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Fennerty v. Board of Education of City of Chicago

United States District Court, N.D. Illinois

June 10, 2013

JANET FENNERTY, Plaintiff,
v.
BOARD OF EDUCATION OF THE CITY OF CHICAGO, et al., Defendants

For Janet Fennerty, Plaintiff: Michael Paul Persoon, Thomas Howard Geoghegan, Despres Schwartz & Geoghegan, Chicago, IL.

For Board of Education of the City of Chicago, Defendant: Cheryl J. Colston, Board of Education of the City of Chicago, Department of Law, Chicago, IL; Sunil Kumar, Board of Education of the City of Chicago, Chicago, IL; Susan Margaret O'Keefe, Chicago Board of Education, Chicago, IL.

For Jean-Claude Brizard, in his official capacity, Rod Sierra, in his official capacity, Henry Bienen, in his official capacity, Andrea Zopp, in her official capacity, David Vitale, Penny Pritzker, in her official capacity, Mahalia Hines, in her official capacity, Jesse Ruiz, in his official capacity, Defendants: Patrick J. Rocks, Jr., Susan Margaret O'Keefe, Chicago Board of Education, Chicago, IL.

OPINION

Page 827

MEMORANDUM OPINION AND ORDER

John J. Tharp, Jr., United States District Judge.

The defendants--the Chicago Board of Education, all of its members,

Page 828

and Jean-Claude Brizard, the CEO of Chicago Public Schools during the relevant time period[1]--move to dismiss the Amended Complaint of Janet Fennerty, a former high school teacher who alleges that she was improperly discharged in the course of a layoff of over 1300 teachers. Fennerty, who had tenure, claims that before laying her off, the Board was required to give her an opportunity to demonstrate her ability to fill any vacant positions and to prefer her over new teachers in filling any such vacancies. Her argument, however, runs headlong into controlling precedent establishing that Chicago teachers do not have a due process right to a hearing in connection with layoff terminations. Accordingly, the Court grants the defendants' motion to dismiss.

FACTS

In reviewing a motion to dismiss, the Court must take the plaintiff's factual allegations as true and draw all reasonable inferences in her favor. See Virnich v. Vorwald, 664 F.3d 206, 212 (7th Cir. 2011). The facts are recited with this standard in mind. Fennerty was a tenured Chicago Public Schools teacher who was notified in the summer of 2010 that due to " financial exigency" she would be among 1300 teachers " honorably dismissed" by the Board of Education. For the next school year, Fennerty was placed in in the " Reassigned Teachers Pool." According to publicly available documents, the Reassigned Teachers Pool is a product of the Teachers Union's collective bargaining agreement with Chicago Public Schools and is where regularly appointed tenured teachers are placed when they are released from their assignments due to the closure, phasing-out, reconstituting, or turnaround of their school; or a drop in enrollment or change in educational focus of the school. They are paid for several months with full benefits while acting as substitutes. At the end of the reassignment period, if the teacher has not procured a new position, he or she is laid off with an " honorable termination."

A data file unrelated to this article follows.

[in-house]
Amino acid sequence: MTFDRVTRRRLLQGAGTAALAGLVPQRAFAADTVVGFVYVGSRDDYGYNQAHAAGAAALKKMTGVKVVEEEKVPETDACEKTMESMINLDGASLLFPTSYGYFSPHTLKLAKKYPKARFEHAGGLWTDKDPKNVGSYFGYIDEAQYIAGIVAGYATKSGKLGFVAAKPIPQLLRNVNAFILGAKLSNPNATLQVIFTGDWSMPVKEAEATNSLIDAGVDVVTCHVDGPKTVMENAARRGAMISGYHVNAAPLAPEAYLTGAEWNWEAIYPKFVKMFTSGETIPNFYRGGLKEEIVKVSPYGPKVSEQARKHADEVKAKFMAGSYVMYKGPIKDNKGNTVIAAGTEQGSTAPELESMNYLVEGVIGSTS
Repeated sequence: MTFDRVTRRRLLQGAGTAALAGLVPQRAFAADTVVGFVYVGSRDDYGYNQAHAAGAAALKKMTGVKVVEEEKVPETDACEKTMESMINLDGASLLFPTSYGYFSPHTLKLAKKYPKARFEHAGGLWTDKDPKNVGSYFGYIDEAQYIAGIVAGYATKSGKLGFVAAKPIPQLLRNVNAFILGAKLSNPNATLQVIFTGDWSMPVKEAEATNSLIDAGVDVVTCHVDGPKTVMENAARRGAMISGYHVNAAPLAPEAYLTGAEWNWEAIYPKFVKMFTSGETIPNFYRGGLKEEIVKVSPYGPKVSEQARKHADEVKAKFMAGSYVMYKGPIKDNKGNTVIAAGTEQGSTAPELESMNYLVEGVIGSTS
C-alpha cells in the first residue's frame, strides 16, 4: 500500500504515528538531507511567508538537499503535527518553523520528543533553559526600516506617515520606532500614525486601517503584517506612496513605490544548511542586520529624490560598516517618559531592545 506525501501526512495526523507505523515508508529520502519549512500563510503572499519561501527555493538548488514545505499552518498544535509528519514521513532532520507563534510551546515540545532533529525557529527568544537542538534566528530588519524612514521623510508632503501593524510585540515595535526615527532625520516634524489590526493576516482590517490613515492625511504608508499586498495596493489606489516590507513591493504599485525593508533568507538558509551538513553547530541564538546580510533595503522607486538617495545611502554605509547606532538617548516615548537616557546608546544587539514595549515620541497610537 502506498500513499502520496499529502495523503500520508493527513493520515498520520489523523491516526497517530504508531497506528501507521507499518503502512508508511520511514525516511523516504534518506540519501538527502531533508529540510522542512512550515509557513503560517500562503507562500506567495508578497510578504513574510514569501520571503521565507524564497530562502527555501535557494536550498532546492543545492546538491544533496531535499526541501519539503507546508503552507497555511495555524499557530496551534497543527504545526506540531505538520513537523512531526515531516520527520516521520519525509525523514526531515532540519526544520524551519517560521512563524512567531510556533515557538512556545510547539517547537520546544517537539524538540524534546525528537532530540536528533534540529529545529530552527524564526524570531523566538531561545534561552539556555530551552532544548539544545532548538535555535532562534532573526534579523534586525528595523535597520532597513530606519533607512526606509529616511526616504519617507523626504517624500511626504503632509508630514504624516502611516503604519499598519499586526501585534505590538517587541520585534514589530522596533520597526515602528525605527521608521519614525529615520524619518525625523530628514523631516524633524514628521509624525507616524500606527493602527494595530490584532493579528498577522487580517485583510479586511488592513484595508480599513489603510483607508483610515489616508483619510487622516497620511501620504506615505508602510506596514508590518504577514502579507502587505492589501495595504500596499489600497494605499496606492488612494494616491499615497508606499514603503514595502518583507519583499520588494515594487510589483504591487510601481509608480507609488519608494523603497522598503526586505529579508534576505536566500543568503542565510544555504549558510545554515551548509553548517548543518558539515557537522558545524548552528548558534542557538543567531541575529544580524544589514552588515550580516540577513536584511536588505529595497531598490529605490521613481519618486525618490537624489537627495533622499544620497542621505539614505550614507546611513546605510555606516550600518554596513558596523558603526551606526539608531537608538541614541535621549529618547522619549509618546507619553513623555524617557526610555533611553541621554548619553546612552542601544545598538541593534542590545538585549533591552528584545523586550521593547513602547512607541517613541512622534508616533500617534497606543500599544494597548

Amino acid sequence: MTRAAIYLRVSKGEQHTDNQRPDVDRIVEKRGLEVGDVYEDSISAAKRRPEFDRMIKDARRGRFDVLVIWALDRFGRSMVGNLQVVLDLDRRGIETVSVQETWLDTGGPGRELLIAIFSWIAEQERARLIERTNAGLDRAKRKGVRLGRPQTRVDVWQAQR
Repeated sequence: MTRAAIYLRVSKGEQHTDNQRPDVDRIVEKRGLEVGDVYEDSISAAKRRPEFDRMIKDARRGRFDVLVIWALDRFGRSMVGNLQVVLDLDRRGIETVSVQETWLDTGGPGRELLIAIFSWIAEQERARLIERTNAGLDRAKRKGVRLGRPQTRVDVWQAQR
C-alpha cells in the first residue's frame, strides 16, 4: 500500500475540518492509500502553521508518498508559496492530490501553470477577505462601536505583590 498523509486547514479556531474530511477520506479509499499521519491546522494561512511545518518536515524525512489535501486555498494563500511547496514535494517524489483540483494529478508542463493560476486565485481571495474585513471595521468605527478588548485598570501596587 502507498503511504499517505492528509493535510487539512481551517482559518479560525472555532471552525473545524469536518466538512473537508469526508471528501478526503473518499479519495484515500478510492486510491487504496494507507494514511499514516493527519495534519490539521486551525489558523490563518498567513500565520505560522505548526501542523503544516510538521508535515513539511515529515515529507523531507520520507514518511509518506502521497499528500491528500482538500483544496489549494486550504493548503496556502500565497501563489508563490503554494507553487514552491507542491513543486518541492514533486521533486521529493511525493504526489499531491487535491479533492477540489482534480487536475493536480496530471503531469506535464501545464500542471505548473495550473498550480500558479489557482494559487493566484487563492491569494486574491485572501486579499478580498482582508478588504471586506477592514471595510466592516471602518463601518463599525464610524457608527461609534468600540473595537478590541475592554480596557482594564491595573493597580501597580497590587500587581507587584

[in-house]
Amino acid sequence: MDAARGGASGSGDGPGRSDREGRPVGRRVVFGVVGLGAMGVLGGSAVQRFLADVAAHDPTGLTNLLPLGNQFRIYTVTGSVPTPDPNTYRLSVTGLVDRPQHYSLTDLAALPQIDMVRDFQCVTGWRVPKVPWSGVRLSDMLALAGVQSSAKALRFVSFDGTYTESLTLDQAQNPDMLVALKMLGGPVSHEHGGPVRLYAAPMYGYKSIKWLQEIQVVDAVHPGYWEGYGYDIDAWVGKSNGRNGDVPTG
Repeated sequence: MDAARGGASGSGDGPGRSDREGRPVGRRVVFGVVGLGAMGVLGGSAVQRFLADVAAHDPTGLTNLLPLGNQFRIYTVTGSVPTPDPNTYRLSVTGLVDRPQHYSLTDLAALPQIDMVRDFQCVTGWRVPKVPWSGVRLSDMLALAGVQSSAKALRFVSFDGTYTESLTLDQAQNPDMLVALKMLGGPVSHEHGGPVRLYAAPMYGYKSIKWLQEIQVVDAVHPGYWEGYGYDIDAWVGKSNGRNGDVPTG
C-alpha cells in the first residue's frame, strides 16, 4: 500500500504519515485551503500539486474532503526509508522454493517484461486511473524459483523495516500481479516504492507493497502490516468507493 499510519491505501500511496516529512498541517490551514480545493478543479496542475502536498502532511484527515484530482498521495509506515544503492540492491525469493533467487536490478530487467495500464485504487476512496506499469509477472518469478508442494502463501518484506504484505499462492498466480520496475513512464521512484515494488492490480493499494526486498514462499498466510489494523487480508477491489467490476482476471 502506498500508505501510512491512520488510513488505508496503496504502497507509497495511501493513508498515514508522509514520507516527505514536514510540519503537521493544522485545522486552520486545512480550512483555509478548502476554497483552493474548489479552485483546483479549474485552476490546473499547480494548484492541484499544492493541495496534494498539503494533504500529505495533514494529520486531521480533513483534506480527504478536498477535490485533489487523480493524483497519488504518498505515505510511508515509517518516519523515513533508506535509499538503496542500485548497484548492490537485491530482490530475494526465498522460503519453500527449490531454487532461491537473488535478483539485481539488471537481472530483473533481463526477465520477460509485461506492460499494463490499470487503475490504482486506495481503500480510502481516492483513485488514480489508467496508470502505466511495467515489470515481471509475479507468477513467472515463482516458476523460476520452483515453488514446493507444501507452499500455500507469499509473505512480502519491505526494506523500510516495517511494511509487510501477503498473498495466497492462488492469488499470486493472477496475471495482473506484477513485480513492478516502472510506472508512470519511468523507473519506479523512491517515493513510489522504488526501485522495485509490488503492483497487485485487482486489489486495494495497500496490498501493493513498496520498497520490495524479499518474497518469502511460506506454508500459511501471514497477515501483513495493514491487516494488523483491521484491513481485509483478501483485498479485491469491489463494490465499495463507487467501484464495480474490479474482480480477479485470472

Fennerty worked throughout the 2010-2011 school year, continuing her employment and tenure, although she was removed from her classroom at Roald Amundsen High School and instead acted " primarily as a long term substitute." She did not obtain another permanent teaching position during the reassignment period. On June 22, 2011, the Board of Education voted unanimously on a resolution pursuant to which Fennerty and about 150 other reassigned teachers were " honorably terminated," effective June 24, 2011. Before her termination, Fennerty was not afforded an opportunity to show that she could perform the job duties of vacant positions, other than by applying for an opening in the same manner as any other candidate without tenure. Fennerty maintains that she was qualified for positions that were open or vacant immediately before or after her layoff, but the Board hired new probationary teachers for those positions instead.

While she taught at Roald Amundsen High School, Fennerty was a teacher representative on the Local Schools Council

Page 829

(" LSC" ), a statutorily created body with responsibilities that include approving how school funds and resources are allocated, approving and monitoring the implementation of the annual school improvement plan, and hiring and evaluating the school's contract principal. Her principal, Carlos Munoz, did not appreciate her work on the LSC, particularly the manner in which she performed her oversight role with respect to his job. It was Munoz who ...


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